Ewan MacColl and Peggy Seeger sang Lord Thomas and Fair Annie in 1956 on their Tradition album Classic Scots Ballads. He also sang it as The Brown Girl (Lord Thomas and Fair Annet) on his 1961 Folkways album The English and Scottish Popular Ballads: Vol. 1—Child Ballads. He commented in the first album's notes:

Child thought the Scottish version of this ballad included in Bishop Percy's Reliques of Ancient English Poetry was “one of the most beautiful of our ballads, and indeed of all ballads.” The validity of Child's evaluation is borne out by the continued popularity of this ballad both in Britain and America. There are two forms of this ballad, the first telling how the preferred girl is slain by her rival, and the other relating that she dies of grief on the night of the wedding. The latter form seems to hail from Northeast Scotland. I learned the ballad in fragmentary form from my mother and collated her version with stanzas from Gavin Greig's Traditional Ballads and Ballad Airs.

Mike Birch sang Lord Thomas live at the Thetford Folk Club, Green Dragon. It was included in ca. 1970 on the club's privately issued album The Mole Catcher.

Cas Wallin sang Fair Ellanor and Lord Thomas at his home in Sodom Laurel, Madison County, North Carolina, to Mike Yates on August 27, 198o, and His nephew Doug Wallin sang Fair Eleanor and Lord Thomas at his home at Crane Branch, Madison County, North Carolina, on May 24, 1983. Both recordings were included in 2002 on the Musical Tradition anthology of songs, tunes and stories from Mike Yates' Appalachian collections, Far in the Mountains Volume 3.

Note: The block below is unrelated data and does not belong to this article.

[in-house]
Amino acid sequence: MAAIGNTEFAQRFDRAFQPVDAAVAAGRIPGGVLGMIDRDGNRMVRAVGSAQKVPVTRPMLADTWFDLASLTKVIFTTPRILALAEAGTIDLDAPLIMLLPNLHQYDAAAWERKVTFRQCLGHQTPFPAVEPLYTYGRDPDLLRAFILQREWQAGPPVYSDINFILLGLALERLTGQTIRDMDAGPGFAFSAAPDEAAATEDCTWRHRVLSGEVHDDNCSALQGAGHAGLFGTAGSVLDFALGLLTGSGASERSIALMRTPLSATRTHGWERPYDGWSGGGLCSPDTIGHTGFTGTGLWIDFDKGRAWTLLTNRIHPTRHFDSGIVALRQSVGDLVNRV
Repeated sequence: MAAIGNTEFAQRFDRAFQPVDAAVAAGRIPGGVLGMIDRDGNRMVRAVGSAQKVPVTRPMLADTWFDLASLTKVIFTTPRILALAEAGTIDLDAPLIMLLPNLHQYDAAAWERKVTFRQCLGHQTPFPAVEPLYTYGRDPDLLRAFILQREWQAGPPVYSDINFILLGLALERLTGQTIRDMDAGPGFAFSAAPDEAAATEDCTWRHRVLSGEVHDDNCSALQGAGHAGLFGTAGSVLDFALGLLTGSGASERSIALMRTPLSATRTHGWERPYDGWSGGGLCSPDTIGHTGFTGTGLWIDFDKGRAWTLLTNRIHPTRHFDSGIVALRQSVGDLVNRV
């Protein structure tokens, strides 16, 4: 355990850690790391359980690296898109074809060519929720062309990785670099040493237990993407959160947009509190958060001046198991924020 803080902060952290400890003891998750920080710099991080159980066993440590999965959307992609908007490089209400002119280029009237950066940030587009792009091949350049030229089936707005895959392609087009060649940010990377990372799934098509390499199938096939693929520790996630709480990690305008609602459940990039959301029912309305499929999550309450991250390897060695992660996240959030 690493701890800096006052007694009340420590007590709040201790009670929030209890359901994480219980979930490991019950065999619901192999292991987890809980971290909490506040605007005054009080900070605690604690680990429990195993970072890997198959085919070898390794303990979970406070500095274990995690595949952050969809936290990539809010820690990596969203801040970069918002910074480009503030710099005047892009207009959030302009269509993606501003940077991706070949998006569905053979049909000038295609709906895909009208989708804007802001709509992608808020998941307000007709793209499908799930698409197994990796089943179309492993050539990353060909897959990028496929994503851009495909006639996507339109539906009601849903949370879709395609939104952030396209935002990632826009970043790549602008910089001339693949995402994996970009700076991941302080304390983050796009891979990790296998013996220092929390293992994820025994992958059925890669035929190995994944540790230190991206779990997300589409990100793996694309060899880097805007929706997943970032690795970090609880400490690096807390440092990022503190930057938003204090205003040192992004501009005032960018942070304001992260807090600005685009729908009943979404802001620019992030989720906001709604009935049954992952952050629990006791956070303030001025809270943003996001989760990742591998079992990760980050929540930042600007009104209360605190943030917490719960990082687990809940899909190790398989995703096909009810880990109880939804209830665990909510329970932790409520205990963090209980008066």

Colin Thompson sang Lord Thomas and Fair Eleanor in 1980 on his Fellside album Three Knights.

Jim Eldon sang The Three Lovers on his 1984 album I Wish There Was No Prisons.

Tim Eriksen sang Brown Girl in 2001 on his eponymous CD Tim Eriksen. He commented:

From the Warners' unreleased 1960 recording of Frank Proffitt which I got from Peter Kennedy. Proffitt's singing and writing are beautiful, understated and full of insight.

Martin Carthy sang Lord Thomas and Fair Eleanor on his and Dave Swarbrick's 2006 album Straws in the Wind. He commented in the album's sleeve notes:

Lord Thomas is a twerp whose mother thinks that the sun shines out of his saddle sores. Does a lot of riding does our Thomas, what with all the to-ing and fro-ing between his place, his mother's place, the penniless but very lofty and fragrant (where O where have we heard that word before?) Fair Eleanor in her gaff and his imminent wedding. Seems that Thomas and Eleanor think of the Brown Girl as nothing more than some nouveau riche arriviste unworthy of his attentions—except (as far as he is concerned) for that damnably interesting “rich” part following on from the loathed “nouveau” and preceding the equally contemptible “arriviste” bit. Eleanor's mother, however, is possessed of at least half a brain and is far from blind to this disaster waiting to happen, but even her focused warnings fail to stem her daughter's drive to impale herself on her own spite. The one truly lamented casualty here is the Brown Girl, whose love is thrown back in her face but whose riposte is swift, silent and final. Costs her her own life though. A.L. Lloyd is right when he says that some of the Scots oral versions have small illuminating extras, so while ditching the last two “Rose and Briar” verses which seem to me our of place, I've taken a couple of others from those Scots sets in order to underline the fragrant Eleanor's real malice aforethought. It's from Somerset and Cecil Sharp.